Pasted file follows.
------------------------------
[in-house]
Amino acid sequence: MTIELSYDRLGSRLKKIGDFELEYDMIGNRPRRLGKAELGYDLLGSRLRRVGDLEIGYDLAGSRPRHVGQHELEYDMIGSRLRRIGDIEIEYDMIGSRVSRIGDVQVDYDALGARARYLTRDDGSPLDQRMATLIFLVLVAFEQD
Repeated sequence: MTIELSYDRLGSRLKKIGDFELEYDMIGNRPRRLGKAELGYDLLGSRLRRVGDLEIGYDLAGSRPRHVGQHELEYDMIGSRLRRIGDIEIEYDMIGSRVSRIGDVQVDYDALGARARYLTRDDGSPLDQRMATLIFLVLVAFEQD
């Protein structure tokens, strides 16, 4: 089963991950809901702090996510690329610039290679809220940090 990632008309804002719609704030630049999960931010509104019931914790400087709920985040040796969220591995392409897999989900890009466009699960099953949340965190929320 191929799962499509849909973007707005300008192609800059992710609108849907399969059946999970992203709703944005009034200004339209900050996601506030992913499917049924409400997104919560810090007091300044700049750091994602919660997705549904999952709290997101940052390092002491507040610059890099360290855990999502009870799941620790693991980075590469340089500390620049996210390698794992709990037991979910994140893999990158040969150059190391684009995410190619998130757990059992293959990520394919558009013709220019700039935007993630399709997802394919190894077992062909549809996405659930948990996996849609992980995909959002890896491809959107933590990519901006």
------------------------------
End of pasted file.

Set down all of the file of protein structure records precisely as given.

[in-house]
Amino acid sequence: MTIELSYDRLGSRLKKIGDFELEYDMIGNRPRRLGKAELGYDLLGSRLRRVGDLEIGYDLAGSRPRHVGQHELEYDMIGSRLRRIGDIEIEYDMIGSRVSRIGDVQVDYDALGARARYLTRDDGSPLDQRMATLIFLVLVAFEQD
Repeated sequence: MTIELSYDRLGSRLKKIGDFELEYDMIGNRPRRLGKAELGYDLLGSRLRRVGDLEIGYDLAGSRPRHVGQHELEYDMIGSRLRRIGDIEIEYDMIGSRVSRIGDVQVDYDALGARARYLTRDDGSPLDQRMATLIFLVLVAFEQD
């Protein structure tokens, strides 16, 4: 089963991950809901702090996510690329610039290679809220940090 990632008309804002719609704030630049999960931010509104019931914790400087709920985040040796969220591995392409897999989900890009466009699960099953949340965190929320 191929799962499509849909973007707005300008192609800059992710609108849907399969059946999970992203709703944005009034200004339209900050996601506030992913499917049924409400997104919560810090007091300044700049750091994602919660997705549904999952709290997101940052390092002491507040610059890099360290855990999502009870799941620790693991980075590469340089500390620049996210390698794992709990037991979910994140893999990158040969150059190391684009995410190619998130757990059992293959990520394919558009013709220019700039935007993630399709997802394919190894077992062909549809996405659930948990996996849609992980995909959002890896491809959107933590990519901006």